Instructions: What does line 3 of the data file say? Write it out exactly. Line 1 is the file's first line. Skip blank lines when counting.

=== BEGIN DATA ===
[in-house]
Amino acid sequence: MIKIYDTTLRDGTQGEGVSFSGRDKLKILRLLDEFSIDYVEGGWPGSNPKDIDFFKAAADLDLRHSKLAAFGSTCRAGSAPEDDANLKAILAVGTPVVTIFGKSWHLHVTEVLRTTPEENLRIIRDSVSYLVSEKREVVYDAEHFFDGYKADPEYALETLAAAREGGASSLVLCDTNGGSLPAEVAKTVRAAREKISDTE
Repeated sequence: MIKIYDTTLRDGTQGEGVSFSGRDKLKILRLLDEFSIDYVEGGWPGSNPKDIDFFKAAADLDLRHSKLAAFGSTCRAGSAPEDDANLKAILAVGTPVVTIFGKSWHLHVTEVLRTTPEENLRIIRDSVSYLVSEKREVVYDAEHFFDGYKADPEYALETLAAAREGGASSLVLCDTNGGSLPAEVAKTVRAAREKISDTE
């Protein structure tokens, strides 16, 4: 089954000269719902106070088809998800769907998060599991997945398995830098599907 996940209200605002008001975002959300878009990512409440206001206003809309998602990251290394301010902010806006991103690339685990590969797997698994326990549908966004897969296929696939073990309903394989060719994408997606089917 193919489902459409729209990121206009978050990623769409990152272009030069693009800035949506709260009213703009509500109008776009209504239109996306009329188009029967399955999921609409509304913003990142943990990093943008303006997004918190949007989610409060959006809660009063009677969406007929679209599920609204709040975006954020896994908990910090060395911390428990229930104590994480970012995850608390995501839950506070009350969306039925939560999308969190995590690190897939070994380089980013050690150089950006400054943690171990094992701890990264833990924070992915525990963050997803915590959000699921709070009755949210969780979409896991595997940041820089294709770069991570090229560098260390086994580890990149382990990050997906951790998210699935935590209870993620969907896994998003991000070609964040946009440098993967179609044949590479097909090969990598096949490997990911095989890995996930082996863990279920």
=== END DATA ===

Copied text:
Repeated sequence: MIKIYDTTLRDGTQGEGVSFSGRDKLKILRLLDEFSIDYVEGGWPGSNPKDIDFFKAAADLDLRHSKLAAFGSTCRAGSAPEDDANLKAILAVGTPVVTIFGKSWHLHVTEVLRTTPEENLRIIRDSVSYLVSEKREVVYDAEHFFDGYKADPEYALETLAAAREGGASSLVLCDTNGGSLPAEVAKTVRAAREKISDTE